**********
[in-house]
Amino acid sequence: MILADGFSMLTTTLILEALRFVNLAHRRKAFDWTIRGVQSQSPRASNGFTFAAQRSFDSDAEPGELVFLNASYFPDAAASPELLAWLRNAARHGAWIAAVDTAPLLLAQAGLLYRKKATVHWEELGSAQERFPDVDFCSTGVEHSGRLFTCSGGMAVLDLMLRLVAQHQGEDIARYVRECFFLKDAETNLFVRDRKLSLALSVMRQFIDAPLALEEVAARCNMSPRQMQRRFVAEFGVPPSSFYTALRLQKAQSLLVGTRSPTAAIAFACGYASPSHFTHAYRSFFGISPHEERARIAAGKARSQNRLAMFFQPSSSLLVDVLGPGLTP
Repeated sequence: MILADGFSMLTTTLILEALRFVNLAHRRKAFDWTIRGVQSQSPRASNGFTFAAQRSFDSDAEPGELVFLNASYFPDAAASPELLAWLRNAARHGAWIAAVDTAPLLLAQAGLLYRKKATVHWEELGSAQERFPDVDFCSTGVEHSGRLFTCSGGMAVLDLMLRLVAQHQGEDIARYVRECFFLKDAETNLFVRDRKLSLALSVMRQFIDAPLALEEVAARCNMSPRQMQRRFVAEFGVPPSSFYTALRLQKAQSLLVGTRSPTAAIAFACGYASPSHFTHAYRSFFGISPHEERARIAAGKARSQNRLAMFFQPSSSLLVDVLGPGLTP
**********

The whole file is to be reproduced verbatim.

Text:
[in-house]
Amino acid sequence: MILADGFSMLTTTLILEALRFVNLAHRRKAFDWTIRGVQSQSPRASNGFTFAAQRSFDSDAEPGELVFLNASYFPDAAASPELLAWLRNAARHGAWIAAVDTAPLLLAQAGLLYRKKATVHWEELGSAQERFPDVDFCSTGVEHSGRLFTCSGGMAVLDLMLRLVAQHQGEDIARYVRECFFLKDAETNLFVRDRKLSLALSVMRQFIDAPLALEEVAARCNMSPRQMQRRFVAEFGVPPSSFYTALRLQKAQSLLVGTRSPTAAIAFACGYASPSHFTHAYRSFFGISPHEERARIAAGKARSQNRLAMFFQPSSSLLVDVLGPGLTP
Repeated sequence: MILADGFSMLTTTLILEALRFVNLAHRRKAFDWTIRGVQSQSPRASNGFTFAAQRSFDSDAEPGELVFLNASYFPDAAASPELLAWLRNAARHGAWIAAVDTAPLLLAQAGLLYRKKATVHWEELGSAQERFPDVDFCSTGVEHSGRLFTCSGGMAVLDLMLRLVAQHQGEDIARYVRECFFLKDAETNLFVRDRKLSLALSVMRQFIDAPLALEEVAARCNMSPRQMQRRFVAEFGVPPSSFYTALRLQKAQSLLVGTRSPTAAIAFACGYASPSHFTHAYRSFFGISPHEERARIAAGKARSQNRLAMFFQPSSSLLVDVLGPGLTP